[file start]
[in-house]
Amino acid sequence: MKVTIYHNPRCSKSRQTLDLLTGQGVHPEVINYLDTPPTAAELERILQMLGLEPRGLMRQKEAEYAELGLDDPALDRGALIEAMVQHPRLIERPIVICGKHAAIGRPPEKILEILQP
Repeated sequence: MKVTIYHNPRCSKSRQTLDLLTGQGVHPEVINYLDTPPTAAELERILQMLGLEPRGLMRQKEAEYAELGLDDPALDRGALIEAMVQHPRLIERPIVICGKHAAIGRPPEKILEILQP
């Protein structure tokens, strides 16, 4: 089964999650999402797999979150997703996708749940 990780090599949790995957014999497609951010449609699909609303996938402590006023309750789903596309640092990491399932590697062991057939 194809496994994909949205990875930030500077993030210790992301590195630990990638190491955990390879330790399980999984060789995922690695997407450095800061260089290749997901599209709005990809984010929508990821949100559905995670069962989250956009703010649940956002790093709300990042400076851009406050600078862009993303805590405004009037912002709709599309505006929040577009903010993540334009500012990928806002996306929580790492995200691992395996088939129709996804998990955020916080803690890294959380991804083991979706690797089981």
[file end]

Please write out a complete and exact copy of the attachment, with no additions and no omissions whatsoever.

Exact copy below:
[in-house]
Amino acid sequence: MKVTIYHNPRCSKSRQTLDLLTGQGVHPEVINYLDTPPTAAELERILQMLGLEPRGLMRQKEAEYAELGLDDPALDRGALIEAMVQHPRLIERPIVICGKHAAIGRPPEKILEILQP
Repeated sequence: MKVTIYHNPRCSKSRQTLDLLTGQGVHPEVINYLDTPPTAAELERILQMLGLEPRGLMRQKEAEYAELGLDDPALDRGALIEAMVQHPRLIERPIVICGKHAAIGRPPEKILEILQP
């Protein structure tokens, strides 16, 4: 089964999650999402797999979150997703996708749940 990780090599949790995957014999497609951010449609699909609303996938402590006023309750789903596309640092990491399932590697062991057939 194809496994994909949205990875930030500077993030210790992301590195630990990638190491955990390879330790399980999984060789995922690695997407450095800061260089290749997901599209709005990809984010929508990821949100559905995670069962989250956009703010649940956002790093709300990042400076851009406050600078862009993303805590405004009037912002709709599309505006929040577009903010993540334009500012990928806002996306929580790492995200691992395996088939129709996804998990955020916080803690890294959380991804083991979706690797089981």